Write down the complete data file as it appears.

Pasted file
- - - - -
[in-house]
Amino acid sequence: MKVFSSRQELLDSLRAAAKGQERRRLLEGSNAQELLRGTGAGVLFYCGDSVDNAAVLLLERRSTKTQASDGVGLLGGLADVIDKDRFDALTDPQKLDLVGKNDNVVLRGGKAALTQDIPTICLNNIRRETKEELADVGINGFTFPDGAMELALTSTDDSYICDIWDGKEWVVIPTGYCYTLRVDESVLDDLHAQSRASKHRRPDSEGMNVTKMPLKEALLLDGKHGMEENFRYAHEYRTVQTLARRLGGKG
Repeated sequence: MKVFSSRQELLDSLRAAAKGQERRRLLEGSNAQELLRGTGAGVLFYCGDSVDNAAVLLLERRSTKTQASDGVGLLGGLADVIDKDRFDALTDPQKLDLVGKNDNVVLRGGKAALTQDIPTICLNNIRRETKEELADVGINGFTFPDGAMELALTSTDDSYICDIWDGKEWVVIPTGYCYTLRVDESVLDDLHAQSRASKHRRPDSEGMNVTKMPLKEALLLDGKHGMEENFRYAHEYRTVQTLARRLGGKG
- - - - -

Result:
[in-house]
Amino acid sequence: MKVFSSRQELLDSLRAAAKGQERRRLLEGSNAQELLRGTGAGVLFYCGDSVDNAAVLLLERRSTKTQASDGVGLLGGLADVIDKDRFDALTDPQKLDLVGKNDNVVLRGGKAALTQDIPTICLNNIRRETKEELADVGINGFTFPDGAMELALTSTDDSYICDIWDGKEWVVIPTGYCYTLRVDESVLDDLHAQSRASKHRRPDSEGMNVTKMPLKEALLLDGKHGMEENFRYAHEYRTVQTLARRLGGKG
Repeated sequence: MKVFSSRQELLDSLRAAAKGQERRRLLEGSNAQELLRGTGAGVLFYCGDSVDNAAVLLLERRSTKTQASDGVGLLGGLADVIDKDRFDALTDPQKLDLVGKNDNVVLRGGKAALTQDIPTICLNNIRRETKEELADVGINGFTFPDGAMELALTSTDDSYICDIWDGKEWVVIPTGYCYTLRVDESVLDDLHAQSRASKHRRPDSEGMNVTKMPLKEALLLDGKHGMEENFRYAHEYRTVQTLARRLGGKG